Dr Alex IjjoAlthough market openness is believed to increase the efficiency of resource allocation and ultimately lead to increased trade and growth, nearly four decades of World Bank and IMF sponsored market reforms in Least Developed Countries (LDCs) have inadvertently exposed the gross lack of capacity in these countries to gainfully participate in liberalised global trading.

This incapacity stems from a myriad of factors including unstable productive capacities, deficient market infrastructure, and inability to meet required quality standards. These constraints have prevented many LDCs from reaping the full benefits of trade openness. 

In response to this, the World Trade Organisation (WTO) launched the Aid for Trade (AFT) initiative in 2005 to coordinate international support to strengthen trade capacity in LDCs. Thus, despite the recent hiccups in aid flows to Uganda due to the passing of the anti-homosexuality law and corruption in the Office of the Prime Minister, Uganda received nearly $1 billion in aid for trade related activities between 2009 and 2012 under the WTO's AFT initiative.

In a recent study funded by the Economic Policy Research Centre in Kampala Uganda and published in AidData's Working Paper series, we evaluated the impact of aid directed into trade related sectors by looking at how aid disbursements are aligned to Uganda's national development priorities, the impact of the trade on Uganda's capacity to trade and the emerging policy lessons regarding how the impact of aid on the country's competitiveness and capacity to trade can be enhanced.

In the study, we found that the disbursements of Official Development Assistance (ODA) in Uganda's trade related sectors under AFT broadly reflect Uganda's development priorities, which include infrastructure development, the development of the energy sector and enhancing commercial agricultural production and productivity.

A closer look at the breakdown of the aid reveals that much of Western aid money for transport infrastructure went into the construction of road networks but almost none into low cost rail and waterway infrastructure development.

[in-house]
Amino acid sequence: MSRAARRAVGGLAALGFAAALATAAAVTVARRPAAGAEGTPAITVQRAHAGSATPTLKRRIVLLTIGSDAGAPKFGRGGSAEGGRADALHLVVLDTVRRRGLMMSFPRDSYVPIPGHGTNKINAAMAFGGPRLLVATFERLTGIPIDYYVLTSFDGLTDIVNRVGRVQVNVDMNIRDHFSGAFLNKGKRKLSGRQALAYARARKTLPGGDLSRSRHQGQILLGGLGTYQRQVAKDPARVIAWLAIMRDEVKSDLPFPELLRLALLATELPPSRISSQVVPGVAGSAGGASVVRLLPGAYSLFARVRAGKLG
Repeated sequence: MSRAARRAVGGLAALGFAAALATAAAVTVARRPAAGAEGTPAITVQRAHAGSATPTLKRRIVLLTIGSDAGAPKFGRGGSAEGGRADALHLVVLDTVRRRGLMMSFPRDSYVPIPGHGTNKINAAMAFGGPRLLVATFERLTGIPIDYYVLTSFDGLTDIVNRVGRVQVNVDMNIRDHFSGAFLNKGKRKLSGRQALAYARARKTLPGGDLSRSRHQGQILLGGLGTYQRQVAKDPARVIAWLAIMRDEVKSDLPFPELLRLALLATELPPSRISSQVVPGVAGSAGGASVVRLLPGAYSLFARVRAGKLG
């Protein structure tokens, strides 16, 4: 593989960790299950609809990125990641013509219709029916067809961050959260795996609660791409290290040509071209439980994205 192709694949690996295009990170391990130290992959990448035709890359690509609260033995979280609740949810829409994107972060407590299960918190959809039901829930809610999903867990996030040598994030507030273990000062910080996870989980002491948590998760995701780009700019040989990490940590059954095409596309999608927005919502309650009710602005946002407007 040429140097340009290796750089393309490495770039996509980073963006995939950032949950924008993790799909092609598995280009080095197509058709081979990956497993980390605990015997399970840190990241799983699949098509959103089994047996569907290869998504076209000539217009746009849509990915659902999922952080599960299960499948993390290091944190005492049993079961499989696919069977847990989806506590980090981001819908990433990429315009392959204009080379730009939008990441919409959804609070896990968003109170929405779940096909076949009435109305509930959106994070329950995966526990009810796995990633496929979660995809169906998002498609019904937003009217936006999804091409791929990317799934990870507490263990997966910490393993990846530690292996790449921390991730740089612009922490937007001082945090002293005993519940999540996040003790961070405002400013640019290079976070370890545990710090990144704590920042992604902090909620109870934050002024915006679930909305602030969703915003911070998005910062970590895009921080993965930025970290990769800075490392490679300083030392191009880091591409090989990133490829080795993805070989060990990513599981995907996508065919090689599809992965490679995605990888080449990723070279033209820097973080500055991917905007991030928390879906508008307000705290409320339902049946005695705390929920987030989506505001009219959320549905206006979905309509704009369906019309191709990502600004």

Recently, however, Kenya, Uganda, Rwanda and South Sudan launched the construction of the Standard Gauge Railway (SGR) that is expected to link the EAC and the Great Lakes hinterland to trading hotspots in the region. This project which is part of the EAC Railway master plan, is being financed by the Chinese. Virtually, no aid money went into construction of storage facilities such as warehouses and silos even though this could be critical in smoothing some export supply quantities.

The government of Uganda demonstrated strong policy ownership in the development of the electrical power subsector aimed at powering economic growth in the country in line with the national development plan and Vision 2040. In 2012, this effort saw the commissioning of the 250 Megawatt Bujagali hydroelectric power dam financed with aid from the African Development Bank, World Bank, the European Investment Bank and the Agha-Khan Foundation. Aid support in the development of the power subsector has stabilised electrical supply in the country and boosted productivity especially in the manufacturing sector. Access to stable electricity even though still relatively expensive, therefore, represents an important achievement involving aid support.